Officer Seth Masterson, with Supervisor Storck, wearing his new body camera.
In February, Mount Vernon District Police Captain Matt Owens and his team presented the “2018 Mount Vernon State of the Station” to me, as well as at a meeting of the Mount Vernon Citizens Advisory Committee. Their preliminary findings from the presentation have been reinforced by the release of Fairfax County Police Department’s Statistical Report for 2017. The good news is that statistics show an overall decline in crime and an increase in police and citizen engagement in 2017 in the Mount Vernon Police District, which includes both sides of Richmond Highway from the Beltway to Fort Belvoir in both the Mount Vernon and Lee Districts.
County wide, crimes across all categories had an overall decrease of 1.60 percent in 2017, as compared to 2016. In the Mount Vernon Police District, we saw a decrease of 4.40 percent over the time period. The statistics for the District show:
Arrests, incidents and citations are down.
DUI Enforcement arrests are up.
Fatal crashes remain the same.
Non-fatal opioid overdoses are down, but fatal overdoses increased slightly.
Across the county and here in the Mount Vernon Police District, officers noted an increase in calls for service. They attribute this to the community feeling more connected with officers, allowing individuals to feel more comfortable in making these calls. This was echoed in a statement from Chief of Police Ed Roessler Jr.: “The entire community worked with their police department to achieve these results for 2017. Community engagement, information sharing, accountability and public trust energize our partnerships that keep Fairfax County the safest jurisdiction of its size in the United States.”
I am very encouraged to see the many improvements in our local crimes rates. New community connections, including our new Community Liaison Officer Monica Meeks; continued outreach efforts such as Worship Watch and Neighborhood Watch, 39 National Night Out neighborhood events, and the Tour de Mount Vernon Community Bike Ride, are providing many more opportunities for our residents to engage with our police force in and around our community. These opportunities to build bonds and work together are leading to better understanding, more confidence and an increased sense of community. My many police neighborhood bike patrol and car ride alongs have helped me to experience the value of those interactions.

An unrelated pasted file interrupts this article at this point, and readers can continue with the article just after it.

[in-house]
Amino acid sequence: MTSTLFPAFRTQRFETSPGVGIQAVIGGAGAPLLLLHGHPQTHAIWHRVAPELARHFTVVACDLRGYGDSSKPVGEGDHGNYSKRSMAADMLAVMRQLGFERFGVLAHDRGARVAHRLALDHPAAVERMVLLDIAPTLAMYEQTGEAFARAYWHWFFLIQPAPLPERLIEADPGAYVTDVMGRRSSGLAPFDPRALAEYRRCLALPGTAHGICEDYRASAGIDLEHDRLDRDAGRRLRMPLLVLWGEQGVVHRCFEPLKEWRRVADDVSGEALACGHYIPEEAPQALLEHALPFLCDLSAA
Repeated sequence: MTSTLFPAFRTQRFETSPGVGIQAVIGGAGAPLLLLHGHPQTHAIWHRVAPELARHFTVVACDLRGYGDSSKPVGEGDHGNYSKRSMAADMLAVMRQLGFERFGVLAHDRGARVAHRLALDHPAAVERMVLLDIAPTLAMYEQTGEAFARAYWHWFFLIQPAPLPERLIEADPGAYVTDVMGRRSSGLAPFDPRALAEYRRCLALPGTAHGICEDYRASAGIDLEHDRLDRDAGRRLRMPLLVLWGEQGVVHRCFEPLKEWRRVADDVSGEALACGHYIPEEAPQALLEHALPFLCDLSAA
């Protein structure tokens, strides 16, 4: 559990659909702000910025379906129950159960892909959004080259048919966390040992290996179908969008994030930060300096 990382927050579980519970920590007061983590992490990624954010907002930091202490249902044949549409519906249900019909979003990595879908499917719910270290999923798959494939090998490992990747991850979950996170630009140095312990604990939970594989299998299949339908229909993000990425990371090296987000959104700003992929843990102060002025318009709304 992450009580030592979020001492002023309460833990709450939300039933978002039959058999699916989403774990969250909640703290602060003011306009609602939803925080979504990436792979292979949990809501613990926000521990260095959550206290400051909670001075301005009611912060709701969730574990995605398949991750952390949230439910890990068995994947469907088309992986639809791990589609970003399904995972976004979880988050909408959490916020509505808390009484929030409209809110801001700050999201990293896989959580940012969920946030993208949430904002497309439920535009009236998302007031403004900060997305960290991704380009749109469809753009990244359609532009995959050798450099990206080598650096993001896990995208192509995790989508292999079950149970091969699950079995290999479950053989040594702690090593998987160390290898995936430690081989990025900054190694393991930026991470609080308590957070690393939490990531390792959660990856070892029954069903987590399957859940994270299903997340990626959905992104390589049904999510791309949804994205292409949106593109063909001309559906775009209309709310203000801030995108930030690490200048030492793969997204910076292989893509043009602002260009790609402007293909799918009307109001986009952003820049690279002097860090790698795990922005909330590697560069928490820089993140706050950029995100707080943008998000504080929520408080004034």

New public safety and engagement efforts in 2018 are anticipated to continue to build the police – community connection. Perhaps the most significant is the body worn camera pilot program which just launched this month. I worked to make sure the Mount Vernon Station was selected to participate in this pilot and research study, and truly believe it will enhance and improve safety and accountability for both our officers and our residents. You can read more about the body worn camera policy here: https://www.fairfaxcounty.gov/police/sites/police/files/assets/images/chief/generalorders/sop18_056.pdf.
Please join me in thanking Captain Matt Owens, Lieutenant Jerry Watts and our outstanding station officers for their hard work and continued efforts to safeguard our community. If you would like to show your appreciation for our local officers, join us during National Police Week, May 13-18. Stop by Mount Vernon Police Station to drop off a card, shake an officer’s hand or treat them to commercially packaged goodies. Or, if you would like to make a bigger difference, consider making a donation to the Mount Vernon Station Gift Fund. These funds provide support for the station officers and community engagement efforts throughout the District.
The full Fairfax County Police Department Statistical Report for 2017 can be read here: https://www.fairfaxcounty.gov/police/chief/crimestatistics